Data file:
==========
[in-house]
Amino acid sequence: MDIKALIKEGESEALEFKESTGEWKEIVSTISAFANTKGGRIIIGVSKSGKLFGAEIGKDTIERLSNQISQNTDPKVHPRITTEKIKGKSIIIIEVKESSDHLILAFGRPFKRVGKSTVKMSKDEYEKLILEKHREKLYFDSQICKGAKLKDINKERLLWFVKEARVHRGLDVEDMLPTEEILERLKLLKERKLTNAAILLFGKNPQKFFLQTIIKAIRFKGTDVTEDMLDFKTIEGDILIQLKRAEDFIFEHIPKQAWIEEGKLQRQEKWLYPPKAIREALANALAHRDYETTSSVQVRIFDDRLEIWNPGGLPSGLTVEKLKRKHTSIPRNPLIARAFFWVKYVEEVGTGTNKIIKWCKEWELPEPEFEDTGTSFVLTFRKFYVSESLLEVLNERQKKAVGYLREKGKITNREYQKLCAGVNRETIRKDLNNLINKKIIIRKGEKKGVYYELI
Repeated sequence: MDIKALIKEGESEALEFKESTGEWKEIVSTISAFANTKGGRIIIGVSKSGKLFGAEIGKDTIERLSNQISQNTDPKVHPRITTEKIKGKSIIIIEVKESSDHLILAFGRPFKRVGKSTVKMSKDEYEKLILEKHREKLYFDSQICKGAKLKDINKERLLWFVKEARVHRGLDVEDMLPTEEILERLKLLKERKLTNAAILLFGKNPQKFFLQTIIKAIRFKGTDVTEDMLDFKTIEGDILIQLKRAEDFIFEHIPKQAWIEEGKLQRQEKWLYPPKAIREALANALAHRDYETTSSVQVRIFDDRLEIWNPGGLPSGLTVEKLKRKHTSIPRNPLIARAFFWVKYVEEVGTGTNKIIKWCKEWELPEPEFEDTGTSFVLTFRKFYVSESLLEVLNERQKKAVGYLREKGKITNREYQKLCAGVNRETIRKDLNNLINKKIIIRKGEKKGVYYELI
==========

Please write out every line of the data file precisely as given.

[in-house]
Amino acid sequence: MDIKALIKEGESEALEFKESTGEWKEIVSTISAFANTKGGRIIIGVSKSGKLFGAEIGKDTIERLSNQISQNTDPKVHPRITTEKIKGKSIIIIEVKESSDHLILAFGRPFKRVGKSTVKMSKDEYEKLILEKHREKLYFDSQICKGAKLKDINKERLLWFVKEARVHRGLDVEDMLPTEEILERLKLLKERKLTNAAILLFGKNPQKFFLQTIIKAIRFKGTDVTEDMLDFKTIEGDILIQLKRAEDFIFEHIPKQAWIEEGKLQRQEKWLYPPKAIREALANALAHRDYETTSSVQVRIFDDRLEIWNPGGLPSGLTVEKLKRKHTSIPRNPLIARAFFWVKYVEEVGTGTNKIIKWCKEWELPEPEFEDTGTSFVLTFRKFYVSESLLEVLNERQKKAVGYLREKGKITNREYQKLCAGVNRETIRKDLNNLINKKIIIRKGEKKGVYYELI
Repeated sequence: MDIKALIKEGESEALEFKESTGEWKEIVSTISAFANTKGGRIIIGVSKSGKLFGAEIGKDTIERLSNQISQNTDPKVHPRITTEKIKGKSIIIIEVKESSDHLILAFGRPFKRVGKSTVKMSKDEYEKLILEKHREKLYFDSQICKGAKLKDINKERLLWFVKEARVHRGLDVEDMLPTEEILERLKLLKERKLTNAAILLFGKNPQKFFLQTIIKAIRFKGTDVTEDMLDFKTIEGDILIQLKRAEDFIFEHIPKQAWIEEGKLQRQEKWLYPPKAIREALANALAHRDYETTSSVQVRIFDDRLEIWNPGGLPSGLTVEKLKRKHTSIPRNPLIARAFFWVKYVEEVGTGTNKIIKWCKEWELPEPEFEDTGTSFVLTFRKFYVSESLLEVLNERQKKAVGYLREKGKITNREYQKLCAGVNRETIRKDLNNLINKKIIIRKGEKKGVYYELI